See also

Related Research Articles

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<span class="mw-page-title-main">Defecation</span> Expulsion of feces from the digestive tract via the anus

Defecation follows digestion, and is a necessary process by which organisms eliminate a solid, semisolid, or liquid waste material known as feces from the digestive tract via the anus. The act has a variety of names ranging from the common, like pooping or crapping, to the technical, e.g. bowel movement, to the obscene (shitting), to the euphemistic, to the juvenile. The topic, usually avoided in polite company, can become the basis for some potty humor.

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<span class="mw-page-title-main">Urination</span> Release of urine from the urinary bladder

Urination is the release of urine from the bladder through the urethra to the outside of the body. It is the urinary system's form of excretion. It is also known medically as micturition, voiding, uresis, or, rarely, emiction, and known colloquially by various names including peeing, weeing, pissing, and euphemistically going number one. In healthy humans and other animals, the process of urination is under voluntary control. In infants, some elderly individuals, and those with neurological injury, urination may occur as a reflex. It is normal for adult humans to urinate up to seven times during the day.

<span class="mw-page-title-main">Flush toilet</span> Toilet that uses water to convey human waste down a pipe

A flush toilet is a toilet that disposes of human waste by using the force of water to flush it through a drainpipe to another location for treatment, either nearby or at a communal facility, thus maintaining a separation between humans and their waste. Flush toilets can be designed for sitting or squatting, in the case of squat toilets. Most modern sewage treatment systems are also designed to process specially designed toilet paper. The opposite of a flush toilet is a dry toilet, which uses no water for flushing.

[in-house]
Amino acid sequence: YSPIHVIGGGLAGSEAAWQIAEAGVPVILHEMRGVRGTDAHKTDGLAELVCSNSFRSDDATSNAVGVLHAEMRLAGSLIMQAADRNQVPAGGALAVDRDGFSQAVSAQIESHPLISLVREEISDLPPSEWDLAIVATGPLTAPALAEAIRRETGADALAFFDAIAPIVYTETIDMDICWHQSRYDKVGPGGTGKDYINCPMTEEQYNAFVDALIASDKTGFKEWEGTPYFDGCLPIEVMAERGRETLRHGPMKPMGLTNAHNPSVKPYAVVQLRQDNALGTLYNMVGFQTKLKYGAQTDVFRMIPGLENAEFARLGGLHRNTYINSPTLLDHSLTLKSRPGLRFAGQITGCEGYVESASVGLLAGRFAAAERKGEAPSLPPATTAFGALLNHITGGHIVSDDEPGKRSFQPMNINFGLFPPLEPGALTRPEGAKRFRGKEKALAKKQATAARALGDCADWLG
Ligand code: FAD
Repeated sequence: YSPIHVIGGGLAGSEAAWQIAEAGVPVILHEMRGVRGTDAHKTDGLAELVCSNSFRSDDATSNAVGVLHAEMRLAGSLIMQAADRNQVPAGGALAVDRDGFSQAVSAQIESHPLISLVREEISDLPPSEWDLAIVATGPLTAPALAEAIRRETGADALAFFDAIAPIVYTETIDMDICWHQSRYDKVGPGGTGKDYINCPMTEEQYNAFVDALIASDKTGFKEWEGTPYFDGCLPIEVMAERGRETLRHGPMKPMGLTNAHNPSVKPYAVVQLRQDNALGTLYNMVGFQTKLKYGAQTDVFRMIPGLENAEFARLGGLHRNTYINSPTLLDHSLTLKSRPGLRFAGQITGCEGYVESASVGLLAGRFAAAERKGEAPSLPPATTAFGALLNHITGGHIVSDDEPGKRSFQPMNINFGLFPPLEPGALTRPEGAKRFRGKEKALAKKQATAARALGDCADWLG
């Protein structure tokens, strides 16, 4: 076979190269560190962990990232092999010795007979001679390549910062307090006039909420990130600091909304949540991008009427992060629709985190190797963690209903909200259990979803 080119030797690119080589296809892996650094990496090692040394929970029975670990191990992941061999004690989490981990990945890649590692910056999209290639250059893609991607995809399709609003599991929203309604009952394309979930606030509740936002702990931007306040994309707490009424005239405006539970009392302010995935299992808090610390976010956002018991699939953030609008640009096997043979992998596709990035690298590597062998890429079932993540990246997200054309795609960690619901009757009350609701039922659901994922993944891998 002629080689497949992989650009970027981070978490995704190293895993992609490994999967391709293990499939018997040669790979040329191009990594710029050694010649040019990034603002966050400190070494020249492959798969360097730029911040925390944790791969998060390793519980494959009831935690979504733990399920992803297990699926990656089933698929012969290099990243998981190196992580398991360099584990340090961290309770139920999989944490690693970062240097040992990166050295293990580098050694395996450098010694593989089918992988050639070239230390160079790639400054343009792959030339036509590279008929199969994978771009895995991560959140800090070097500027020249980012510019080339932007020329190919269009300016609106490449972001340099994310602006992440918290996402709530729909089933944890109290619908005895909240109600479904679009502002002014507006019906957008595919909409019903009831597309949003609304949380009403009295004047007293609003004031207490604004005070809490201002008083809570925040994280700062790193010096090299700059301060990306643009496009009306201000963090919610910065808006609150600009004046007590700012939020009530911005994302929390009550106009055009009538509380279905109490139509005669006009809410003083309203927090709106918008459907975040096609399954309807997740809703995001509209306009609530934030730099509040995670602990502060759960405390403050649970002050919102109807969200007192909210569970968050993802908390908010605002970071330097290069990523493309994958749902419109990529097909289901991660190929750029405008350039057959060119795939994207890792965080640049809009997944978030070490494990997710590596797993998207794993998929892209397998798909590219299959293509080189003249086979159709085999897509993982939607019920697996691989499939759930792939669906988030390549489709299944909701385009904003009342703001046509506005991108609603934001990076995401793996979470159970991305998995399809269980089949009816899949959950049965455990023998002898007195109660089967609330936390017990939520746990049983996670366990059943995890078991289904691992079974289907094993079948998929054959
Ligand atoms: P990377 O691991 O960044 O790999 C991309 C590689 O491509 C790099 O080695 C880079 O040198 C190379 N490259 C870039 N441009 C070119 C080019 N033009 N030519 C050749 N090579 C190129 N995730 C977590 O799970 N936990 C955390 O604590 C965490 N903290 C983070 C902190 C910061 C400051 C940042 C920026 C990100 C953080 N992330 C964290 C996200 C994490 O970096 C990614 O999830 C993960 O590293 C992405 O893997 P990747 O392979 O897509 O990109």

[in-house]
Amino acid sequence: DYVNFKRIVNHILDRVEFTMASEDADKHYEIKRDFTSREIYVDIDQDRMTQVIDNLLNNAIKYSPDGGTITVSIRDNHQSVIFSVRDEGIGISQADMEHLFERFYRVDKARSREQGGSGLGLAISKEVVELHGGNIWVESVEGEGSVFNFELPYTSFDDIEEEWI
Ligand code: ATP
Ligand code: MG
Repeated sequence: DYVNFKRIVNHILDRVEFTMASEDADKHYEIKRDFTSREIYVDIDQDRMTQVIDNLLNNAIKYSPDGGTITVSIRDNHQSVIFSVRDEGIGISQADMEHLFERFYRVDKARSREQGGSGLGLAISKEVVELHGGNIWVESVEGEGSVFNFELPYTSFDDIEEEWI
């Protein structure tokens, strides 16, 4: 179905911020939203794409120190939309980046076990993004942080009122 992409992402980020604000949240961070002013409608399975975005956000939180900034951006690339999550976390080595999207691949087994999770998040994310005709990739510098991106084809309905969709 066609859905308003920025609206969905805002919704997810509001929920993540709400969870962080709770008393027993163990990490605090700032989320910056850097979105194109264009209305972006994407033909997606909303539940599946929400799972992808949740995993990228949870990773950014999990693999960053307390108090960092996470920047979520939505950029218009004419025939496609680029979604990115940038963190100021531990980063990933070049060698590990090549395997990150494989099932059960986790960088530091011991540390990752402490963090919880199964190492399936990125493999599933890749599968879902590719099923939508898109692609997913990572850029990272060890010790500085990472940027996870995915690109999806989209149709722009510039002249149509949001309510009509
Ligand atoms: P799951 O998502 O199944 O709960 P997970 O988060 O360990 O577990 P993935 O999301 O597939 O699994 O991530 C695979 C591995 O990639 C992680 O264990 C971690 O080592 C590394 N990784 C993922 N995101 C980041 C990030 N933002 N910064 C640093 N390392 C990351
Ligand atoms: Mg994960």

<span class="mw-page-title-main">Valsalva maneuver</span> Technique for equalising pressure in the middle ears

The Valsalva maneuver is performed by a forceful attempt of exhalation against a closed airway, usually done by closing one's mouth and pinching one's nose shut while expelling air out as if blowing up a balloon. Variations of the maneuver can be used either in medical examination as a test of cardiac function and autonomic nervous control of the heart, or to clear the ears and sinuses when ambient pressure changes, as in scuba diving, hyperbaric oxygen therapy, or air travel.

<span class="mw-page-title-main">Squat toilet</span> Toilet used by squatting

A squat toilet is a toilet used by squatting, rather than sitting. This means that the posture for defecation and for female urination is to place one foot on each side of the toilet drain or hole and to squat over it. There are several types of squat toilets, but they all consist essentially of a toilet pan or bowl at floor level. Such a toilet pan is also called a "squatting pan". A squat toilet may use a water seal and therefore be a flush toilet, or it can be without a water seal and therefore be a dry toilet. The term "squat" refers only to the expected defecation posture and not any other aspects of toilet technology, such as whether it is water flushed or not.